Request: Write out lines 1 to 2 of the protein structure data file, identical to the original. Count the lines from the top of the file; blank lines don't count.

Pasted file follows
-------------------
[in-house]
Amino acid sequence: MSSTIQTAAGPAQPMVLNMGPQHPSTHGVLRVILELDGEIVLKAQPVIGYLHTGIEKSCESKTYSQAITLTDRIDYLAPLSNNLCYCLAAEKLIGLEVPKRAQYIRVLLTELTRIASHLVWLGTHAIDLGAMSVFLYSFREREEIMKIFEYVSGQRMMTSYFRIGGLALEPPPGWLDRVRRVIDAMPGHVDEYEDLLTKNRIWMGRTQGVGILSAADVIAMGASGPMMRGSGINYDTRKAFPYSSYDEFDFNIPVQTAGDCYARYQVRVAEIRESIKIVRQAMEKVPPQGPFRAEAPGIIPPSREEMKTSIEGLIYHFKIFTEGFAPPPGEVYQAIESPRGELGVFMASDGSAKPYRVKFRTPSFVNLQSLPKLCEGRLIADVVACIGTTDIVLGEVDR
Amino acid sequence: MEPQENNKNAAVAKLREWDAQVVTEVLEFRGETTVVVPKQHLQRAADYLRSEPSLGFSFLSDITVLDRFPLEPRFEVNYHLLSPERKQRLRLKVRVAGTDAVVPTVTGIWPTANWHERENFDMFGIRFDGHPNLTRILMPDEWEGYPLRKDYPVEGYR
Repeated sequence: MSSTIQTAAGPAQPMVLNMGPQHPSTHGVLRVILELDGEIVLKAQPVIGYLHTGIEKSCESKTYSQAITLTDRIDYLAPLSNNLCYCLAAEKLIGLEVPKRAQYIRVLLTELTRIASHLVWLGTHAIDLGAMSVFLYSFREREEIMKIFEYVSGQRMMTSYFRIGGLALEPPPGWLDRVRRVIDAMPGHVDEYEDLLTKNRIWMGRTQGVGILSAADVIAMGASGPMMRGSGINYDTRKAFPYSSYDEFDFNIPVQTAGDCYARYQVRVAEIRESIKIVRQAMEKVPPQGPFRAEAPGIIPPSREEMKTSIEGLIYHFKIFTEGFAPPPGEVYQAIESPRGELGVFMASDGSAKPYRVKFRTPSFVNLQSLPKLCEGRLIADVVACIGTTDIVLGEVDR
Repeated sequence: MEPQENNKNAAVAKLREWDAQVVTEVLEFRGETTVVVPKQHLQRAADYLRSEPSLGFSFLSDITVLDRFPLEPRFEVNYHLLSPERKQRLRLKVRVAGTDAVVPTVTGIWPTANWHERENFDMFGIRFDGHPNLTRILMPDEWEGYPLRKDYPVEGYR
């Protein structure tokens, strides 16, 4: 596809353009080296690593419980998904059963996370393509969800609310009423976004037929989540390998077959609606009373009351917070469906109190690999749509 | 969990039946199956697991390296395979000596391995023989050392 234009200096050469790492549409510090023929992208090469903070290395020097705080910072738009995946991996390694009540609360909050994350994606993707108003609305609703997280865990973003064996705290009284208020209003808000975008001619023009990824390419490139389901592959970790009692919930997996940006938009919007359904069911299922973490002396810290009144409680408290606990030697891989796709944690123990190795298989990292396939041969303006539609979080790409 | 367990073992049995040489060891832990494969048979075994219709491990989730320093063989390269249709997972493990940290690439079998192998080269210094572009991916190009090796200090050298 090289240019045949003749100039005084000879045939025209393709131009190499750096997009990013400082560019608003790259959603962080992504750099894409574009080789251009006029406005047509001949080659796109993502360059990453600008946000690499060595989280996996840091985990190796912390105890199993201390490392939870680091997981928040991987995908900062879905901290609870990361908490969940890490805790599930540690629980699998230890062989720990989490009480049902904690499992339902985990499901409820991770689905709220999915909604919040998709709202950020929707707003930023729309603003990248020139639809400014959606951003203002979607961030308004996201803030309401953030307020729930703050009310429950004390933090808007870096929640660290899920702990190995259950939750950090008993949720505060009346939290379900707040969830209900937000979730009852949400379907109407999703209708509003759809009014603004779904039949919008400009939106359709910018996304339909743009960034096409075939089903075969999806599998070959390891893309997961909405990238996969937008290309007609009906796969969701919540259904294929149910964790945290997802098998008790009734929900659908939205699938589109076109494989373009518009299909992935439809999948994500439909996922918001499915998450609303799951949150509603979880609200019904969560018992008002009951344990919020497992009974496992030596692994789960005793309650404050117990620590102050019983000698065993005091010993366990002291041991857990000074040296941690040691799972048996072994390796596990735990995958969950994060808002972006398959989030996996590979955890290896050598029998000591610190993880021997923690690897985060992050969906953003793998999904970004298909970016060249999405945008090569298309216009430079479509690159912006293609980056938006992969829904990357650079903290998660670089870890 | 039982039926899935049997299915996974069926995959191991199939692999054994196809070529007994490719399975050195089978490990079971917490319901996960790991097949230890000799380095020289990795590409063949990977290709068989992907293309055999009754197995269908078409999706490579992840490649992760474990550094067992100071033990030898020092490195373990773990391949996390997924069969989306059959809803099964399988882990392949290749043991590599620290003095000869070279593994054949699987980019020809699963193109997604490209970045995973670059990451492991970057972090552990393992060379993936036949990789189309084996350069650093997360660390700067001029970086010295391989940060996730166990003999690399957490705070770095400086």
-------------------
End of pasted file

[in-house]
Amino acid sequence: MSSTIQTAAGPAQPMVLNMGPQHPSTHGVLRVILELDGEIVLKAQPVIGYLHTGIEKSCESKTYSQAITLTDRIDYLAPLSNNLCYCLAAEKLIGLEVPKRAQYIRVLLTELTRIASHLVWLGTHAIDLGAMSVFLYSFREREEIMKIFEYVSGQRMMTSYFRIGGLALEPPPGWLDRVRRVIDAMPGHVDEYEDLLTKNRIWMGRTQGVGILSAADVIAMGASGPMMRGSGINYDTRKAFPYSSYDEFDFNIPVQTAGDCYARYQVRVAEIRESIKIVRQAMEKVPPQGPFRAEAPGIIPPSREEMKTSIEGLIYHFKIFTEGFAPPPGEVYQAIESPRGELGVFMASDGSAKPYRVKFRTPSFVNLQSLPKLCEGRLIADVVACIGTTDIVLGEVDR